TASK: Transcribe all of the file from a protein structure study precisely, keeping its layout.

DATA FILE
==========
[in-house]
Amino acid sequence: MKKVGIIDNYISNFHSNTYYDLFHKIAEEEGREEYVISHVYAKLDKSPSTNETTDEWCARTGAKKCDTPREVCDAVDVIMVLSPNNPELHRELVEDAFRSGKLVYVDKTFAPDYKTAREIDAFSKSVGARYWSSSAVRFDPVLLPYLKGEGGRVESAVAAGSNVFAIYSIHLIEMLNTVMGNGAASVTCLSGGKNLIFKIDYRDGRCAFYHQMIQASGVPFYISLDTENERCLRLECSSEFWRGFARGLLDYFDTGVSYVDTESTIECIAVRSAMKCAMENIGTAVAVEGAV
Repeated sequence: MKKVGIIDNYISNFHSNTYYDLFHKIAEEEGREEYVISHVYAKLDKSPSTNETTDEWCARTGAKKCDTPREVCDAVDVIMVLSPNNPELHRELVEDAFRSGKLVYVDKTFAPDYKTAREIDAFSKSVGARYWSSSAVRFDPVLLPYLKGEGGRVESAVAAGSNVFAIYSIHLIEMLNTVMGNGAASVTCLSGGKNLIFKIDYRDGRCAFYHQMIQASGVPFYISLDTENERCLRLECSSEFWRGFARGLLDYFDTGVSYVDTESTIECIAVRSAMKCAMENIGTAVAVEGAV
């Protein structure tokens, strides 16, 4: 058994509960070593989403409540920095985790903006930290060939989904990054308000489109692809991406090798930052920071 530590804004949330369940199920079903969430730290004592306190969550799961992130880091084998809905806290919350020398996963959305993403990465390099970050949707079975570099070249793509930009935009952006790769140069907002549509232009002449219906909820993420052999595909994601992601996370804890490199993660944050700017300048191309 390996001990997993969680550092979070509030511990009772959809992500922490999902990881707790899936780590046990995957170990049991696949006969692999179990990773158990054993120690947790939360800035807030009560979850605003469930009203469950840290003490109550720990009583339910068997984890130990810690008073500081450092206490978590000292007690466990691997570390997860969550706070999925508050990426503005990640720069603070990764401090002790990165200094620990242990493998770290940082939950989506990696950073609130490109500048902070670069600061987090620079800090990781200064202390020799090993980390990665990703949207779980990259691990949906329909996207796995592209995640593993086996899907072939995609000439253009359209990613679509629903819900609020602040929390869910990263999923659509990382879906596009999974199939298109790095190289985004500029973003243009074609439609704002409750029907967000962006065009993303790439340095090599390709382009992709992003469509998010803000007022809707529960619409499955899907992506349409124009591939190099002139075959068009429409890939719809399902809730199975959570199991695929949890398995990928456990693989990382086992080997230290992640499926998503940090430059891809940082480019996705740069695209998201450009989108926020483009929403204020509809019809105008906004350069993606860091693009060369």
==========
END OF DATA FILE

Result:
[in-house]
Amino acid sequence: MKKVGIIDNYISNFHSNTYYDLFHKIAEEEGREEYVISHVYAKLDKSPSTNETTDEWCARTGAKKCDTPREVCDAVDVIMVLSPNNPELHRELVEDAFRSGKLVYVDKTFAPDYKTAREIDAFSKSVGARYWSSSAVRFDPVLLPYLKGEGGRVESAVAAGSNVFAIYSIHLIEMLNTVMGNGAASVTCLSGGKNLIFKIDYRDGRCAFYHQMIQASGVPFYISLDTENERCLRLECSSEFWRGFARGLLDYFDTGVSYVDTESTIECIAVRSAMKCAMENIGTAVAVEGAV
Repeated sequence: MKKVGIIDNYISNFHSNTYYDLFHKIAEEEGREEYVISHVYAKLDKSPSTNETTDEWCARTGAKKCDTPREVCDAVDVIMVLSPNNPELHRELVEDAFRSGKLVYVDKTFAPDYKTAREIDAFSKSVGARYWSSSAVRFDPVLLPYLKGEGGRVESAVAAGSNVFAIYSIHLIEMLNTVMGNGAASVTCLSGGKNLIFKIDYRDGRCAFYHQMIQASGVPFYISLDTENERCLRLECSSEFWRGFARGLLDYFDTGVSYVDTESTIECIAVRSAMKCAMENIGTAVAVEGAV
């Protein structure tokens, strides 16, 4: 058994509960070593989403409540920095985790903006930290060939989904990054308000489109692809991406090798930052920071 530590804004949330369940199920079903969430730290004592306190969550799961992130880091084998809905806290919350020398996963959305993403990465390099970050949707079975570099070249793509930009935009952006790769140069907002549509232009002449219906909820993420052999595909994601992601996370804890490199993660944050700017300048191309 390996001990997993969680550092979070509030511990009772959809992500922490999902990881707790899936780590046990995957170990049991696949006969692999179990990773158990054993120690947790939360800035807030009560979850605003469930009203469950840290003490109550720990009583339910068997984890130990810690008073500081450092206490978590000292007690466990691997570390997860969550706070999925508050990426503005990640720069603070990764401090002790990165200094620990242990493998770290940082939950989506990696950073609130490109500048902070670069600061987090620079800090990781200064202390020799090993980390990665990703949207779980990259691990949906329909996207796995592209995640593993086996899907072939995609000439253009359209990613679509629903819900609020602040929390869910990263999923659509990382879906596009999974199939298109790095190289985004500029973003243009074609439609704002409750029907967000962006065009993303790439340095090599390709382009992709992003469509998010803000007022809707529960619409499955899907992506349409124009591939190099002139075959068009429409890939719809399902809730199975959570199991695929949890398995990928456990693989990382086992080997230290992640499926998503940090430059891809940082480019996705740069695209998201450009989108926020483009929403204020509809019809105008906004350069993606860091693009060369």